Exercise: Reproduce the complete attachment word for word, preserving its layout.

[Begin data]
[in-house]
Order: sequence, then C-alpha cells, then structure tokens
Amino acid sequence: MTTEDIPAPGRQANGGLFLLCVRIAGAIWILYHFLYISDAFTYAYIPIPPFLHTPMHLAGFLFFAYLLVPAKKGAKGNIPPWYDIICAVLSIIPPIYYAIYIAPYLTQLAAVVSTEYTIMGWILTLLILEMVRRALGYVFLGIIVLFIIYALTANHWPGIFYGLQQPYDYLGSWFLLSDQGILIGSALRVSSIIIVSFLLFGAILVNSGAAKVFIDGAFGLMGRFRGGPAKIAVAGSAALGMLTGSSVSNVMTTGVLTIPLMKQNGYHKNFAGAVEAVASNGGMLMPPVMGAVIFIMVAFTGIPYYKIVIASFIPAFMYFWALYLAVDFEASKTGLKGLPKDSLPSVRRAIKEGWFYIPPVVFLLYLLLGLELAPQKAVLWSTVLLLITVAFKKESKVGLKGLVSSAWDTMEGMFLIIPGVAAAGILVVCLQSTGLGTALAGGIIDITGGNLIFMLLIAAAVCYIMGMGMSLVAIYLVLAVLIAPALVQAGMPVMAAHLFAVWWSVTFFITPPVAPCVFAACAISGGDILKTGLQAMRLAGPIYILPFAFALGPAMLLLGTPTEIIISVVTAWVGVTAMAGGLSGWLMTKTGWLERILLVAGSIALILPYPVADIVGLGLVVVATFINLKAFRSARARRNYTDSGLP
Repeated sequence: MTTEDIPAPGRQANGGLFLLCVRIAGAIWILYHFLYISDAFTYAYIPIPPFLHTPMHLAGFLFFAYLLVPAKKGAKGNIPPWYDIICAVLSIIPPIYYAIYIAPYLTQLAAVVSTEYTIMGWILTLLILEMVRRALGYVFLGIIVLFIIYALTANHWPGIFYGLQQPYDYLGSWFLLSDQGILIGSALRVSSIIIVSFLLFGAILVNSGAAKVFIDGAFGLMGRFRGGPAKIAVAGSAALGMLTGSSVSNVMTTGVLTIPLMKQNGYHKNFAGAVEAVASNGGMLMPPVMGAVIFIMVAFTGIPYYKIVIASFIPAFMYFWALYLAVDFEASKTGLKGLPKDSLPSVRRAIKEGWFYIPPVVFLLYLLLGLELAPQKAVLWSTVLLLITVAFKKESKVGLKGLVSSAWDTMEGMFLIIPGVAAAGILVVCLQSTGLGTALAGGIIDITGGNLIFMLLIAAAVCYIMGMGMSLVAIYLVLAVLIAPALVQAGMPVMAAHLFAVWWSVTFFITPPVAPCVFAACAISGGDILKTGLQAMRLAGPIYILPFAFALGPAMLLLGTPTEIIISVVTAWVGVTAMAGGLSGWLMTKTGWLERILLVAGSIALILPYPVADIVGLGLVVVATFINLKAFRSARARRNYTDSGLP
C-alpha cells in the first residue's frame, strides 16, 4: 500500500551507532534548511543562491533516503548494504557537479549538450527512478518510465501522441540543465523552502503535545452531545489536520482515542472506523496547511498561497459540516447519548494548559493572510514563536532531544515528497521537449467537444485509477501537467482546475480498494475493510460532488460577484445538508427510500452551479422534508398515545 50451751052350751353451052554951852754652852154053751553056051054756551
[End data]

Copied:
[in-house]
Order: sequence, then C-alpha cells, then structure tokens
Amino acid sequence: MTTEDIPAPGRQANGGLFLLCVRIAGAIWILYHFLYISDAFTYAYIPIPPFLHTPMHLAGFLFFAYLLVPAKKGAKGNIPPWYDIICAVLSIIPPIYYAIYIAPYLTQLAAVVSTEYTIMGWILTLLILEMVRRALGYVFLGIIVLFIIYALTANHWPGIFYGLQQPYDYLGSWFLLSDQGILIGSALRVSSIIIVSFLLFGAILVNSGAAKVFIDGAFGLMGRFRGGPAKIAVAGSAALGMLTGSSVSNVMTTGVLTIPLMKQNGYHKNFAGAVEAVASNGGMLMPPVMGAVIFIMVAFTGIPYYKIVIASFIPAFMYFWALYLAVDFEASKTGLKGLPKDSLPSVRRAIKEGWFYIPPVVFLLYLLLGLELAPQKAVLWSTVLLLITVAFKKESKVGLKGLVSSAWDTMEGMFLIIPGVAAAGILVVCLQSTGLGTALAGGIIDITGGNLIFMLLIAAAVCYIMGMGMSLVAIYLVLAVLIAPALVQAGMPVMAAHLFAVWWSVTFFITPPVAPCVFAACAISGGDILKTGLQAMRLAGPIYILPFAFALGPAMLLLGTPTEIIISVVTAWVGVTAMAGGLSGWLMTKTGWLERILLVAGSIALILPYPVADIVGLGLVVVATFINLKAFRSARARRNYTDSGLP
Repeated sequence: MTTEDIPAPGRQANGGLFLLCVRIAGAIWILYHFLYISDAFTYAYIPIPPFLHTPMHLAGFLFFAYLLVPAKKGAKGNIPPWYDIICAVLSIIPPIYYAIYIAPYLTQLAAVVSTEYTIMGWILTLLILEMVRRALGYVFLGIIVLFIIYALTANHWPGIFYGLQQPYDYLGSWFLLSDQGILIGSALRVSSIIIVSFLLFGAILVNSGAAKVFIDGAFGLMGRFRGGPAKIAVAGSAALGMLTGSSVSNVMTTGVLTIPLMKQNGYHKNFAGAVEAVASNGGMLMPPVMGAVIFIMVAFTGIPYYKIVIASFIPAFMYFWALYLAVDFEASKTGLKGLPKDSLPSVRRAIKEGWFYIPPVVFLLYLLLGLELAPQKAVLWSTVLLLITVAFKKESKVGLKGLVSSAWDTMEGMFLIIPGVAAAGILVVCLQSTGLGTALAGGIIDITGGNLIFMLLIAAAVCYIMGMGMSLVAIYLVLAVLIAPALVQAGMPVMAAHLFAVWWSVTFFITPPVAPCVFAACAISGGDILKTGLQAMRLAGPIYILPFAFALGPAMLLLGTPTEIIISVVTAWVGVTAMAGGLSGWLMTKTGWLERILLVAGSIALILPYPVADIVGLGLVVVATFINLKAFRSARARRNYTDSGLP
C-alpha cells in the first residue's frame, strides 16, 4: 500500500551507532534548511543562491533516503548494504557537479549538450527512478518510465501522441540543465523552502503535545452531545489536520482515542472506523496547511498561497459540516447519548494548559493572510514563536532531544515528497521537449467537444485509477501537467482546475480498494475493510460532488460577484445538508427510500452551479422534508398515545 50451751052350751353451052554951852754652852154053751553056051054756551